Podcast — democratic Islamic countries all pay some respect to Sharia law
by MATTHEW GAULT
The separation of church and state is a fundamental value of the modern Western world, but that doesn’t mean the East will ever separate religion and politics.
The roots of the West’s secularism date back to the birth of the Christianity in Europe. The Roman state fast asserted its opposition to Christian teachings and the church structure soon became a parallel to the state.
As the Roman civil government faded away, churches took over more and more of the key roles in civil society while emperors — allied with popes and patriarchs — weighed in on religious disputes. But even during the medieval era, ecclesiastical law and civil law were never quite one.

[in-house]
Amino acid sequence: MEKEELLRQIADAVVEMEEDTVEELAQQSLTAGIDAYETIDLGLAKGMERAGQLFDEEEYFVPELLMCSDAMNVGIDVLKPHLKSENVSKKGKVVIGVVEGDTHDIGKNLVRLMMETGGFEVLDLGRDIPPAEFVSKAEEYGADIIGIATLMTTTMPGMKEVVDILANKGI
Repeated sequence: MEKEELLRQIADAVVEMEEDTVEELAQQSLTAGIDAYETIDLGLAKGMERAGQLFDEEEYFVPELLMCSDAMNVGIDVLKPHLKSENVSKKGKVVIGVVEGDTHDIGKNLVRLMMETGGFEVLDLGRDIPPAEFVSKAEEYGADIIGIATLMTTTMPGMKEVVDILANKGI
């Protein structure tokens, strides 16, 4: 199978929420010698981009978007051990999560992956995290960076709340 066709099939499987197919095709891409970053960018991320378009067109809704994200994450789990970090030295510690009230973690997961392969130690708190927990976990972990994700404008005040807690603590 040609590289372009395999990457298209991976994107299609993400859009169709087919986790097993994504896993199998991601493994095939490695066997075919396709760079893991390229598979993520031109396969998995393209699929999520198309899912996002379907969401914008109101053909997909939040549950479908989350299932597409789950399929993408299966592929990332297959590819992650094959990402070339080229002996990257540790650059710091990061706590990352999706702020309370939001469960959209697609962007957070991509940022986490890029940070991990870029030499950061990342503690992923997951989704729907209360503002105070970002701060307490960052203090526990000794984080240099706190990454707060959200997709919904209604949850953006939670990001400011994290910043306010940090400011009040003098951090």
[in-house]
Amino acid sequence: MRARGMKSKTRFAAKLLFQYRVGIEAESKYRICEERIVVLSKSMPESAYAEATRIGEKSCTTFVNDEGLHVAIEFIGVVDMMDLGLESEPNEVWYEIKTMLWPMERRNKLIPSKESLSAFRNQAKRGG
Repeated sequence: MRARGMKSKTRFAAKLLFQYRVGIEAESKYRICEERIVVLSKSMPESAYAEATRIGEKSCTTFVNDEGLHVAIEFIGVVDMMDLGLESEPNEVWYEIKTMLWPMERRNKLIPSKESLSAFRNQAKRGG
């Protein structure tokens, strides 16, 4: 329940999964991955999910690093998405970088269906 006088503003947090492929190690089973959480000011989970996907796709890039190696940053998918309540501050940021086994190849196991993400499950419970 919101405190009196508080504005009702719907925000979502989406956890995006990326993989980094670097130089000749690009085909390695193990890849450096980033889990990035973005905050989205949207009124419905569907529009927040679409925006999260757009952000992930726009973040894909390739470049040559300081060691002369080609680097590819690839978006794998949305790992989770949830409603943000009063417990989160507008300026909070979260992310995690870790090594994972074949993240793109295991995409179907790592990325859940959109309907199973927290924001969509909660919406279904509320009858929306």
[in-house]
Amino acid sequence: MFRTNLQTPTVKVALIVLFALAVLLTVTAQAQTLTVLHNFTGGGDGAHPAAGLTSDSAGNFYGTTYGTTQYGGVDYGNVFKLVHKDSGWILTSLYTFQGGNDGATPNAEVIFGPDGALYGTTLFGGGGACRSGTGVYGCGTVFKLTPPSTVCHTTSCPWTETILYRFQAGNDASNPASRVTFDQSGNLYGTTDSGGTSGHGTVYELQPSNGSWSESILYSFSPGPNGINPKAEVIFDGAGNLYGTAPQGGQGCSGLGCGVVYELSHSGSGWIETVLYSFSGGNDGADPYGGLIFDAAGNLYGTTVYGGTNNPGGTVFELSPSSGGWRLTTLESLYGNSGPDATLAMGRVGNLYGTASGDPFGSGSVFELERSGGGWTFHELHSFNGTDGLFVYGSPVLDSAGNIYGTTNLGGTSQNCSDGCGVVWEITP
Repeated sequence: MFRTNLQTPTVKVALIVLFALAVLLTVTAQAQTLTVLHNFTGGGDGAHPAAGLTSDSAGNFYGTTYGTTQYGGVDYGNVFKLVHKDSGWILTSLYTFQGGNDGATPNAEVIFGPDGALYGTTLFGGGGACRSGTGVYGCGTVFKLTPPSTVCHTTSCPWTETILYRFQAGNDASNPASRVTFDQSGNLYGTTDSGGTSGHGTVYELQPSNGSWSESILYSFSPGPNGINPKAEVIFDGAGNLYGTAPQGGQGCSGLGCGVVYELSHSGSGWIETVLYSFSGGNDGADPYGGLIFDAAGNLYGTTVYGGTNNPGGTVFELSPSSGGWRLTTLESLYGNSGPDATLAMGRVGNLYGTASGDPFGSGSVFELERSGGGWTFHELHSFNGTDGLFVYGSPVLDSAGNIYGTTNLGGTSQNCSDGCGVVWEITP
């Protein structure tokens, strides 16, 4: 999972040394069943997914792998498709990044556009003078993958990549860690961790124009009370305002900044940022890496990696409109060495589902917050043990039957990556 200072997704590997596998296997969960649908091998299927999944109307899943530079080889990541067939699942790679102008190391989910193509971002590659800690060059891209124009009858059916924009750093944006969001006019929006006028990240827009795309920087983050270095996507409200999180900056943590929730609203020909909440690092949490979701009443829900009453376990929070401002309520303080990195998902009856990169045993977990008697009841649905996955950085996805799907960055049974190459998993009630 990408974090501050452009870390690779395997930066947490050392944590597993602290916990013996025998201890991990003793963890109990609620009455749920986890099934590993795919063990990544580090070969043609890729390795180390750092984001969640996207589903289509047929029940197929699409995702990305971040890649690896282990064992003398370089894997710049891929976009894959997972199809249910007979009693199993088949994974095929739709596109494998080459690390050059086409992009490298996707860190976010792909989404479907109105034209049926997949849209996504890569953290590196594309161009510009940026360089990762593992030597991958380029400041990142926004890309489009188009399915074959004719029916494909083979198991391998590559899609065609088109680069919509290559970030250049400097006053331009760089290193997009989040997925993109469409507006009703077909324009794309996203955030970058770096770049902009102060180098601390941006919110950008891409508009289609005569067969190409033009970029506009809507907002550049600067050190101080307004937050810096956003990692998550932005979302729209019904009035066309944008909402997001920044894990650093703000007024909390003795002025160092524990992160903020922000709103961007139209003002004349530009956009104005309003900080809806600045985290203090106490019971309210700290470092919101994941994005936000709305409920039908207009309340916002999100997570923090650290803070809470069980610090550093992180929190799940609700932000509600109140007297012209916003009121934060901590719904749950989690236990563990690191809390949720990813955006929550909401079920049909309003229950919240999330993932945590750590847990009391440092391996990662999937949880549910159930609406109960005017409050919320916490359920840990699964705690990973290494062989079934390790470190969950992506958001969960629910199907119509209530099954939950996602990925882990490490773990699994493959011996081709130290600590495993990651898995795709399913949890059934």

At the same time, Islam spread through the Arab world and advanced itself as a solution to political and religious problems. Mohammed was a prophet but he was also a statesman. In the Islamic world, the two are not so easily separated … and they may never be.
This week on War College, we talk to Shadi Hamid of the Brookings Institution and author of the new book Islamic Exceptionalism: How the Struggle Over Islam Is Reshaping the World.
Hamid describes a different modern path for Islam. He says the state and Sharia aren’t easily divisible in the Islamic world and that attempts to do so sound nonsensical to many Muslims.
He also walks us through why the West is afraid of Sharia law and why some of the most peaceful countries in the Islamic world mix religion and politics.